At a time when there is an uneasy, sometimes even volatile, divide between some communities and the police officers who are sworn to protect them, one police chief is encouraging her department to practice meditation as a way to help ease the stress of policing.
Chief Sylvia Moir, who has been the head of the Tempe Police Department in Tempe, Arizona, for the past year and has nearly 30 years of policing experience, believes teaching and practicing meditation should be a key piece of police officer development.
“In policing, it’s essential that we respond. We don’t react,” Moir told ABC News’ Dan Harris in an interview for his “10% Happier” podcast. “Without a doubt I think the [meditation] practice shows promise, getting us to be present, not take triggers, not take the bait that makes us react and if the practice can get us to see the perspective of another to enhance our compassion, then I think it does lend itself to broader application in policing.”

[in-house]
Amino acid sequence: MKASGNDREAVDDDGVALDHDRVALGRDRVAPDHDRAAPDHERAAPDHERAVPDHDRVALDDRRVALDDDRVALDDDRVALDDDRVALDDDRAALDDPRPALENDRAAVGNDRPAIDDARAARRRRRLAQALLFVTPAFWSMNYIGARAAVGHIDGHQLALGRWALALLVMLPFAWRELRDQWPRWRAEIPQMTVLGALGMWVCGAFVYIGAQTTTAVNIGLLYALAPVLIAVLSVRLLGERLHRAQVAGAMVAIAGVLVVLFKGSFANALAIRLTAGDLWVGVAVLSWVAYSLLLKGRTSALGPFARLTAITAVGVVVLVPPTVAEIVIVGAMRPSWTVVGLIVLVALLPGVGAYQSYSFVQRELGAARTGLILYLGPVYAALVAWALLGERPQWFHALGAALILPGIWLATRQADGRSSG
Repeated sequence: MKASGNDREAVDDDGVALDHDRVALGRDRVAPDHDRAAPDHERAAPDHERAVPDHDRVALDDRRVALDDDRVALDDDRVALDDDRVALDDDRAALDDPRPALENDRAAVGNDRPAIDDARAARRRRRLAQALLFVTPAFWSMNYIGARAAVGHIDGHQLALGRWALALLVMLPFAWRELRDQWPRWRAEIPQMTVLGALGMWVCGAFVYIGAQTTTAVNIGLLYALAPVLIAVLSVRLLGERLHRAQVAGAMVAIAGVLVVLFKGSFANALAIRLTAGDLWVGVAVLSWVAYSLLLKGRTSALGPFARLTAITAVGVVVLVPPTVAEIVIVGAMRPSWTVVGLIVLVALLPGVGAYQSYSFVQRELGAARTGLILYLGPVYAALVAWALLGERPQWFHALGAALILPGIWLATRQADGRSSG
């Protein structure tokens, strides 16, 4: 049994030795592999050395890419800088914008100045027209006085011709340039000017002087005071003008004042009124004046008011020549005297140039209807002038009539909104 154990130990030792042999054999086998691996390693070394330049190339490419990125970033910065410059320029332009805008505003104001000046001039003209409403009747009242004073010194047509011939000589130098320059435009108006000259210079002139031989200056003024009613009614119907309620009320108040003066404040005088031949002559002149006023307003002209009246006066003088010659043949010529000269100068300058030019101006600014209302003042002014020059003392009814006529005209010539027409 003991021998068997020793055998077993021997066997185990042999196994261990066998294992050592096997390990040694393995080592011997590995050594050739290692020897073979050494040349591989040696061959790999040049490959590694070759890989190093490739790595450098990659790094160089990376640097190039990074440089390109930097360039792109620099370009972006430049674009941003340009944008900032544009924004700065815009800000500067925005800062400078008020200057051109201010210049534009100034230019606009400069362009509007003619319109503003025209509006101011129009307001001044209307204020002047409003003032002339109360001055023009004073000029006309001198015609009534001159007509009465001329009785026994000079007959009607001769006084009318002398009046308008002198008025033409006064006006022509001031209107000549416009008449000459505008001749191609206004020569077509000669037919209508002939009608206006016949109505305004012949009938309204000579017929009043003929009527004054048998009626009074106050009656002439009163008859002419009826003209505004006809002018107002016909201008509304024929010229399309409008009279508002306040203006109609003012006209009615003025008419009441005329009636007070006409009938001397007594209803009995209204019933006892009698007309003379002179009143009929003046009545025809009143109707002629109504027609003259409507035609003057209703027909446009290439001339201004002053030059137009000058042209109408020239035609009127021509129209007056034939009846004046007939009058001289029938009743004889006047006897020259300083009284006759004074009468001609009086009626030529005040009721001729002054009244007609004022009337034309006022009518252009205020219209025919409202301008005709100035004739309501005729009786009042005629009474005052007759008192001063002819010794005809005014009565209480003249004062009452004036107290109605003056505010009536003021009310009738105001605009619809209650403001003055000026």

It’s important for officers to “be tactically sound and physically fit,” Moir said. She practices mindfulness, a series of meditation techniques that are designed to slow the mind, focus on the breath and bring attention back from distraction, as well as gratitude — focusing on positive emotions.
“I really practice gratitude a lot,” she said. “I say thank you for the people that come at me with anger, I say thank you for things I used to fight against, and it’s given me a really interesting kind of path.”
Moir said she usually practices meditation in the early morning for about 10 minutes while sitting in a chair.
“The great thing about meditation is that it takes no equipment,” she said. “I’m a runner and I’ve run, in the past, full marathons and I need my shoes and nowadays I need my GPS and I need my fuel and I need all my stuff and meditation really offers you … this equipment-free practice that enriches your life.”